Advanced Practice PT - November 2022

NOVEMBER 2022 | 406-770-3171


This September, Hurricane Ian reminded me that I have a lot to be thankful for. My daughter (Erin), her husband (Russell), and their two children live about an hour outside of Fort Myers, Florida. It's hard to believe that the hurricane passed right over them! My husband and I started praying the moment we saw the storm’s path, and I think it certainly helped. We were on edge for days waiting for the phone to ring. When it did, Erin spoke on the other end. She told us that her family was healthy, and their house was still standing. Thanks to the Lord, the worst damage they sustained is a leaky roof. This holiday season, I’m so grateful for that near-miss, my family, and God’s presence in my life. I’m blessed to have this job as a physical therapist and a lovely place to work in Advanced Practice PT. I’m also thankful for my friends, health care providers, and community here in Great Falls. My neighbors are friendly and kind, and the mountains always look down on me. Of course, as much as I love Great Falls, Montana has a downside: constant shoveling duty all winter long. I shovel snow from the walks both at home and here at the office, so I know exactly how strenuous and potentially dangerous the job can be. Make one poor decision while shoveling, and you could end up with a pulled back muscle or even a disc problem in your spine. To avoid injuries this winter, use these five tips to shovel the smart way. 1. Choose an ergonomically correct shovel. Your shovel should be large enough that you don’t need to bend over while using it, and ideally, it should have a curved handle instead of a straight one. When shovel shopping, test out your tool to ensure that it’s comfortable in your hands. 2. Stretch before, during, and after you scoop. Ideally, you should stretch every day, but it’s essential to do before and after shoveling. Stretching will loosen your muscles so you can go through the motions of shoveling without

hurting yourself. Try doing hamstring stretches, lying on your back and bringing one or both knees to your chest, or lying on your stomach and propping yourself up on your elbows. I even recommend stretching while shoveling. If you twist your body in one direction, pause and twist the other way to stretch your muscles and restore circulation. 3. Prepare your body with strengthening exercises. It’s tempting to stay cozy indoors during the winter, but you must continue exercising to keep up your strength. Try taking a daily walk around your neighborhood and adding back and abdominal strengthening exercises to your routine. Leg lifts and bridging are great options. If an exercise starts to hurt, don’t push through the pain. Stop and visit your doctor or our team of PTs. 4. Avoid bending and twisting at the same time. Bending is bad on its own, but the combination of bending and twisting is particularly dangerous for your back. Instead of twisting your spine while bent over, straighten up each time you toss a shovel load. 5. Take breaks, trade off shovel duty, and stop working if your body starts to hurt. Many people don’t have the option to switch off shoveling with another person, but if you do, please take advantage of it. Even if you’re shoveling alone, taking breaks and letting your body rest is essential. The repetitive action of shoveling can cause muscle strain to develop into more serious problems. I hope you put these tips to good use this winter. If you, a friend, or a family member have a shoveling mishap, our team is here to help, but I’d be grateful to see you finish the season free from pain.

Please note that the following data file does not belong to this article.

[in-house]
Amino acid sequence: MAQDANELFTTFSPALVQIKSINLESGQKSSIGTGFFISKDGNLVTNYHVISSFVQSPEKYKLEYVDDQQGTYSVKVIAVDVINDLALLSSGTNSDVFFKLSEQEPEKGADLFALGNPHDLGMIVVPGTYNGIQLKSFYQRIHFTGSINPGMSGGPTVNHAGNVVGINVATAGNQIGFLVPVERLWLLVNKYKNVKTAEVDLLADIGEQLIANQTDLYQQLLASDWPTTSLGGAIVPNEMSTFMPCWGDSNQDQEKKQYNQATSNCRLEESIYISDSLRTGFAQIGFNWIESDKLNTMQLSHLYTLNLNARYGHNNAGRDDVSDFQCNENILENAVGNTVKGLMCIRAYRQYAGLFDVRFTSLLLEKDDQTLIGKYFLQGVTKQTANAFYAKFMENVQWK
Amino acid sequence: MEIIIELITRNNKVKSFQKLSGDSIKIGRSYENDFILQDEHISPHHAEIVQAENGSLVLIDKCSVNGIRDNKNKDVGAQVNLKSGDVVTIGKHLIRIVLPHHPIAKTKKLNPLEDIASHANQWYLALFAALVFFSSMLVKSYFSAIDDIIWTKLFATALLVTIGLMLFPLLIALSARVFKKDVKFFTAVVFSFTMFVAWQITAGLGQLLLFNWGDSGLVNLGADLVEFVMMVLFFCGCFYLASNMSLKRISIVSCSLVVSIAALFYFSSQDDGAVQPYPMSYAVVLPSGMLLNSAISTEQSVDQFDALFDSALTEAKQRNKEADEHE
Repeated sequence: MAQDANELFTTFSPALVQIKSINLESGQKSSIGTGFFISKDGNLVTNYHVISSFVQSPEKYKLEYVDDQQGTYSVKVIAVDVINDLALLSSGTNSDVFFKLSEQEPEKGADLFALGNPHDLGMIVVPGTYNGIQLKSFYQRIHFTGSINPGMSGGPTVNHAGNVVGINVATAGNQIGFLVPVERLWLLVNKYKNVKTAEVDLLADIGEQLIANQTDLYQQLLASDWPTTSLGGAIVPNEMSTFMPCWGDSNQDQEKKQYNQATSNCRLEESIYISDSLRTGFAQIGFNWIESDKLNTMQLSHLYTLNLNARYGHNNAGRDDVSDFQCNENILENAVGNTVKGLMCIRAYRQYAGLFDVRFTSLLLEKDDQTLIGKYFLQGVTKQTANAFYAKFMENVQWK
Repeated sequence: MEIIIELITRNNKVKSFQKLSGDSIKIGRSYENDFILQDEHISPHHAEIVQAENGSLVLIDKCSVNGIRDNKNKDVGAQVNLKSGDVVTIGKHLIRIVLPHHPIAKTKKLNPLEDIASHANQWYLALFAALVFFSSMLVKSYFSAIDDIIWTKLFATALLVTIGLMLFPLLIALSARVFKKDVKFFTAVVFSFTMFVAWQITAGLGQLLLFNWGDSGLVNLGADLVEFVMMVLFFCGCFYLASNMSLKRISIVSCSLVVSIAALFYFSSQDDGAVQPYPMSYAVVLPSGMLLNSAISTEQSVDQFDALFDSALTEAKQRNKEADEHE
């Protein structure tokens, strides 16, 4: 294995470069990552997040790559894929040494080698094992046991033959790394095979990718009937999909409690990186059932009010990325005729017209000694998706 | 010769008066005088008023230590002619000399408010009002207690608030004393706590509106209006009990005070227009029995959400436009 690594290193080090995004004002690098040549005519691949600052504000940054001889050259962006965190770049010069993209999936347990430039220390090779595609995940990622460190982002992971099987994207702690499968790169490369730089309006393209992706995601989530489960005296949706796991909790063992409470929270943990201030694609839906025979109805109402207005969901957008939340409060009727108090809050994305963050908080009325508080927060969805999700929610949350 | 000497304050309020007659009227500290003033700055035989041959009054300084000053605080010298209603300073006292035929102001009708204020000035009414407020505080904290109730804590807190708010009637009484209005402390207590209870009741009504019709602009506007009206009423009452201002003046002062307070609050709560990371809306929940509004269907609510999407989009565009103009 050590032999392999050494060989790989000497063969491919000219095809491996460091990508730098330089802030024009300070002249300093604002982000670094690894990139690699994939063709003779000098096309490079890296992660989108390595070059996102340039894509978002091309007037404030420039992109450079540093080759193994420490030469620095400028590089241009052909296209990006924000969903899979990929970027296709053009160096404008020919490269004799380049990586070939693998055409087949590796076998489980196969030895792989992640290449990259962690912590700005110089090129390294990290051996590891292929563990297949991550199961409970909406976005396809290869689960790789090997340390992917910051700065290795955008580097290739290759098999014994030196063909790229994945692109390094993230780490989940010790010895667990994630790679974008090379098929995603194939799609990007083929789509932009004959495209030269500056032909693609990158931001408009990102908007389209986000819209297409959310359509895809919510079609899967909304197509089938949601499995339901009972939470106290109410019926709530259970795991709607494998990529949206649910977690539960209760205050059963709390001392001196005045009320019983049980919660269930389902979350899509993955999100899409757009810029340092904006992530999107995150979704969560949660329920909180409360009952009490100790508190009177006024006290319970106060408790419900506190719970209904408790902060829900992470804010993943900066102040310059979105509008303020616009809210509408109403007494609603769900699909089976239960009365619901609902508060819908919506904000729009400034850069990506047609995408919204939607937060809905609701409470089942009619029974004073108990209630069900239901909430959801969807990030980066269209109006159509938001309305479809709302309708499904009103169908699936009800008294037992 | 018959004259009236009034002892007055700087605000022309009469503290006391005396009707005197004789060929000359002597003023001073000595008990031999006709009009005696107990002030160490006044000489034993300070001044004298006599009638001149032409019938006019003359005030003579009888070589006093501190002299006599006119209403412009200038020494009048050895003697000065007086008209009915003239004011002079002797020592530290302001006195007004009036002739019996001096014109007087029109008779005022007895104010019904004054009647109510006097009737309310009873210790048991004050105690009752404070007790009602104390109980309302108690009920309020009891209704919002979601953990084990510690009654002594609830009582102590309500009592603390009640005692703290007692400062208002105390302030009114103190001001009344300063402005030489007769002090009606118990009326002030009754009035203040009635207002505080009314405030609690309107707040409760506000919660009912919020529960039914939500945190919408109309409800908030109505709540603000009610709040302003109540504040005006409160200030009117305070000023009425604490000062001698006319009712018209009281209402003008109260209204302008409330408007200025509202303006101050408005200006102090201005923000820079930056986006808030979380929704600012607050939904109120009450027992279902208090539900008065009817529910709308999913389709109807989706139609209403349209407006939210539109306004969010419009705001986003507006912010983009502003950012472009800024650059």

Happy Holidays!

–Donna Vinnedge

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Do you ever feel as if your head is in the clouds? Brain fog due to stress can make it difficult to retain information, remember little details, concentrate, and react quickly. If your mind feels a little sluggish and a bit off, here are some tips to get you feeling like yourself again! Nourish your brain. Did you know what you eat has a direct effect on your brain function? Poor food choices can negatively impact the way your brain works, but fueling it with minerals, antioxidants, and vitamins provides positive brain energy! For example, omega-3 fatty acids, iron, and vitamin B-12 are essential for memory and brain function. Are you eating foods with those nutrients? Focus on getting better sleep. According to the American Sleep Association, between 50–70 million